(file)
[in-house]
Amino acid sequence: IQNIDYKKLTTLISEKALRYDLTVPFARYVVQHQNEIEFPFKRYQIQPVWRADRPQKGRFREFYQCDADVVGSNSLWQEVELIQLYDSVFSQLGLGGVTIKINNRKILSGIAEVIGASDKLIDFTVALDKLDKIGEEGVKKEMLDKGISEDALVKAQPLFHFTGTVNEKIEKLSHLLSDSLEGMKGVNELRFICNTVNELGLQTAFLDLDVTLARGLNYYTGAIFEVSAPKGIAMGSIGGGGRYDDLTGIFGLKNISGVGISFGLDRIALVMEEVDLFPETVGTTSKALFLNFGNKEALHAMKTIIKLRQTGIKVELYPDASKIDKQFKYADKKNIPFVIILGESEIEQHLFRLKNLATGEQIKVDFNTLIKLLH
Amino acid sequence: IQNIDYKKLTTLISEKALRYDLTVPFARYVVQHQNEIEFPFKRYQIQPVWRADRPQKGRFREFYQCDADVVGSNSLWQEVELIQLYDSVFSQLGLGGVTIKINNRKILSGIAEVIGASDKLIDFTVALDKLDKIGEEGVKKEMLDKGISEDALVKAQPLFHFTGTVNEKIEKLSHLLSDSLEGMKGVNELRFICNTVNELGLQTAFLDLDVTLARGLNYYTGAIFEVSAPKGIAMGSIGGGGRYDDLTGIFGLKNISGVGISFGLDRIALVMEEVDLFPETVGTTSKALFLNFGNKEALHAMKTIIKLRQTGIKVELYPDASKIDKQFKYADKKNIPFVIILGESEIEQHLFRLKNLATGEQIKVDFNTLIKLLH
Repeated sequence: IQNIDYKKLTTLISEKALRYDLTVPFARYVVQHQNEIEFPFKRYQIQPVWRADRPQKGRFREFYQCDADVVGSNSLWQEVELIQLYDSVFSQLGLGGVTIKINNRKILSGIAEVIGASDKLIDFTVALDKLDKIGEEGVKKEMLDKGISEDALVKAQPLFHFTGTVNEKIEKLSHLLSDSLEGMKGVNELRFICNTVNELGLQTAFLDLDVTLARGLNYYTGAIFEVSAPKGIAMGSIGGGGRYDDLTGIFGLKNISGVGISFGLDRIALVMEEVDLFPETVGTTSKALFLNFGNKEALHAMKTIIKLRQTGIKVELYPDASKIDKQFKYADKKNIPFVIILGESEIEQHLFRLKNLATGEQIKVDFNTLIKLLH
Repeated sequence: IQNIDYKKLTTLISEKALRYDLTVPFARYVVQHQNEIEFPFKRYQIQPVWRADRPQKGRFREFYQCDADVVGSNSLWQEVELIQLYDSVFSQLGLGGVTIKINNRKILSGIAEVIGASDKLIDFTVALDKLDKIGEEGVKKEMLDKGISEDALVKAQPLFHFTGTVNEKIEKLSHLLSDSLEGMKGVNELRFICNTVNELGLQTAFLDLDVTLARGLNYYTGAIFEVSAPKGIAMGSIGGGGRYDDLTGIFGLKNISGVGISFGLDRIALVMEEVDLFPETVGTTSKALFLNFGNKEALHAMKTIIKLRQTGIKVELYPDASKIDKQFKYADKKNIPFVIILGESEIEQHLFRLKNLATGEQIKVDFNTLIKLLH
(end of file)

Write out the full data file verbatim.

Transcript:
[in-house]
Amino acid sequence: IQNIDYKKLTTLISEKALRYDLTVPFARYVVQHQNEIEFPFKRYQIQPVWRADRPQKGRFREFYQCDADVVGSNSLWQEVELIQLYDSVFSQLGLGGVTIKINNRKILSGIAEVIGASDKLIDFTVALDKLDKIGEEGVKKEMLDKGISEDALVKAQPLFHFTGTVNEKIEKLSHLLSDSLEGMKGVNELRFICNTVNELGLQTAFLDLDVTLARGLNYYTGAIFEVSAPKGIAMGSIGGGGRYDDLTGIFGLKNISGVGISFGLDRIALVMEEVDLFPETVGTTSKALFLNFGNKEALHAMKTIIKLRQTGIKVELYPDASKIDKQFKYADKKNIPFVIILGESEIEQHLFRLKNLATGEQIKVDFNTLIKLLH
Amino acid sequence: IQNIDYKKLTTLISEKALRYDLTVPFARYVVQHQNEIEFPFKRYQIQPVWRADRPQKGRFREFYQCDADVVGSNSLWQEVELIQLYDSVFSQLGLGGVTIKINNRKILSGIAEVIGASDKLIDFTVALDKLDKIGEEGVKKEMLDKGISEDALVKAQPLFHFTGTVNEKIEKLSHLLSDSLEGMKGVNELRFICNTVNELGLQTAFLDLDVTLARGLNYYTGAIFEVSAPKGIAMGSIGGGGRYDDLTGIFGLKNISGVGISFGLDRIALVMEEVDLFPETVGTTSKALFLNFGNKEALHAMKTIIKLRQTGIKVELYPDASKIDKQFKYADKKNIPFVIILGESEIEQHLFRLKNLATGEQIKVDFNTLIKLLH
Repeated sequence: IQNIDYKKLTTLISEKALRYDLTVPFARYVVQHQNEIEFPFKRYQIQPVWRADRPQKGRFREFYQCDADVVGSNSLWQEVELIQLYDSVFSQLGLGGVTIKINNRKILSGIAEVIGASDKLIDFTVALDKLDKIGEEGVKKEMLDKGISEDALVKAQPLFHFTGTVNEKIEKLSHLLSDSLEGMKGVNELRFICNTVNELGLQTAFLDLDVTLARGLNYYTGAIFEVSAPKGIAMGSIGGGGRYDDLTGIFGLKNISGVGISFGLDRIALVMEEVDLFPETVGTTSKALFLNFGNKEALHAMKTIIKLRQTGIKVELYPDASKIDKQFKYADKKNIPFVIILGESEIEQHLFRLKNLATGEQIKVDFNTLIKLLH
Repeated sequence: IQNIDYKKLTTLISEKALRYDLTVPFARYVVQHQNEIEFPFKRYQIQPVWRADRPQKGRFREFYQCDADVVGSNSLWQEVELIQLYDSVFSQLGLGGVTIKINNRKILSGIAEVIGASDKLIDFTVALDKLDKIGEEGVKKEMLDKGISEDALVKAQPLFHFTGTVNEKIEKLSHLLSDSLEGMKGVNELRFICNTVNELGLQTAFLDLDVTLARGLNYYTGAIFEVSAPKGIAMGSIGGGGRYDDLTGIFGLKNISGVGISFGLDRIALVMEEVDLFPETVGTTSKALFLNFGNKEALHAMKTIIKLRQTGIKVELYPDASKIDKQFKYADKKNIPFVIILGESEIEQHLFRLKNLATGEQIKVDFNTLIKLLH